Running SAN Circus is Slaverse’s way of giving back to the community, giving children from across the city opportunities that were hard to come by in his day. It’s a family thing: his four kids are in the circus too!

But now that is at risk of ending. “We have to be out by the end of this month, 31 July. We received the letter on 7 May, we got it by post. We are stuck because moving requires money and the circus doesn’t have money, and where will we move to? After that date we’ll be squatting, we won’t have anywhere to go. We’re at their mercy. We have set up petitions in the hopes of getting some support. There’s nothing we can do and if we don’t move our things, they’ll move them for us,” said Slaverse.

“They not explaining anything. They didn’t call us to meetings,” he said.

“When we came here this place was like a jungle. It was a complete mess. We fixed it and made into what it is right now. We invested a lot of time and money into securing the tent,” said Slaverse. He explains that they’ve also landscaped and levelled the grounds out.

Slaverse said everyone he worked with was shocked when they heard the news because it was unexpected. There was no correspondence of any sort prior to them getting the letter.

“SAN Circus will be gone. We can’t operate without premises. They’re sending us out into the street. We’ll have to busk. But it’s difficult to busk in Cape Town because of all the laws … we just hope somebody comes to their senses,” said Slaverse.

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SAN Circus have been given until 31 July to vacate the premises in Observatory. Photo by Masixole Feni

Walker said the circus’ lease expires on 31 January 2016 so it has run for nine years and six months of the ten year lease term. “The City has the right to cancel the lease at any time, should the property be required for municipal purposes, on giving two month’s notice to that effect.”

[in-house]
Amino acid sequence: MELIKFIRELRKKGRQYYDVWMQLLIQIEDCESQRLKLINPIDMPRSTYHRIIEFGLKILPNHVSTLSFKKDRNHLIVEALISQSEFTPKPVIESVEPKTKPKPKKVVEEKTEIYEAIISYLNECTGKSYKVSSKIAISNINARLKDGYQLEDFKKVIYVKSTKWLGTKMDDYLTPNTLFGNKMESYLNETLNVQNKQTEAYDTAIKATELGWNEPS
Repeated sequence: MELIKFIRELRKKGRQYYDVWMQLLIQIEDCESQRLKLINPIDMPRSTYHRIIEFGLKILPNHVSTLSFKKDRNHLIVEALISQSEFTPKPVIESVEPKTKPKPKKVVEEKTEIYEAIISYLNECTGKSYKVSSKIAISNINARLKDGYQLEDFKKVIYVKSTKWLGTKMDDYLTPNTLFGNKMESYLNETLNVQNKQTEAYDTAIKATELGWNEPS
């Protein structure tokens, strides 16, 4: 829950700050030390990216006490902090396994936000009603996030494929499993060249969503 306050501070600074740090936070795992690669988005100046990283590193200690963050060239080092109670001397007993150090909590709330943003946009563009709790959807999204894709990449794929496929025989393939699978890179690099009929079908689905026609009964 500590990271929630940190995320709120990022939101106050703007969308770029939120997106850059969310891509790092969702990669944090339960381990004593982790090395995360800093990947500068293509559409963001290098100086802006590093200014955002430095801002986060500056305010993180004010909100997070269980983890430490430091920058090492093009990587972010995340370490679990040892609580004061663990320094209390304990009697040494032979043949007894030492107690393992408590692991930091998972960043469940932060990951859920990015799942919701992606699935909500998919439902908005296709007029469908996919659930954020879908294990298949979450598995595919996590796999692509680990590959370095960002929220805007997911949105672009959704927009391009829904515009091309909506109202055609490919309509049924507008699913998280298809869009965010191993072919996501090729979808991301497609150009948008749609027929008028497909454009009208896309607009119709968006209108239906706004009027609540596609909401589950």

SAN Circus is a non-profit. They have been sponsored by the Lotto to train 20 young people from 18 to 25. They also receive donations from companies for some of their equipment. Some companies do team building with the circus which generates money for them. The money from their shows is put back into the operation.

Children generally join the SAN Circus from about six or seven years old; the current youngest is five. The most promising ones will stick with them till they’re about 20 to 25. “Kids have been with us for 15 years or more,” said Slaverse. Over 20 professionals perform in their shows, and other members of the circus — such as those still in training — will help with lights, the tuck shop and other tasks.

There are other circuses in Cape Town, such as Zip Zap Circus, as well as one in Muizenberg.

The circus used to operate from a backyard where Slaverse lives. His house is still an important part of the operation. “When we identify youngsters, we bring them to the house where there’s a trampoline. Eventually we bring them to the circus. They play around till they 9 or 10, then we start to teach them the basics. Eventually they specialise,” he explained.

SAN Circus will have a show tomorrow (Saturday, 4 July) from 3pm to 5pm, and again the following Saturday. They usually have shows on public holidays, when they always get good turnouts. They also have shows as fundraisers for churches and schools. The circus does not use animals.

A correction was made to this article after publication. The article said that people can participate in Zip Zap circus until the age of 16. As pointed out to us, “Zip Zap’s vocational training caters for young adults from the age of 16 to 25, so their training does not end at age 16 as mentioned in the article. The children at Zip Zap often travel abroad during their time at Zip Zap and after, they don’t tend to join SAN Circus as the Zip Zappers skills are required on an international level.” We apologise to Zip Zap for the error.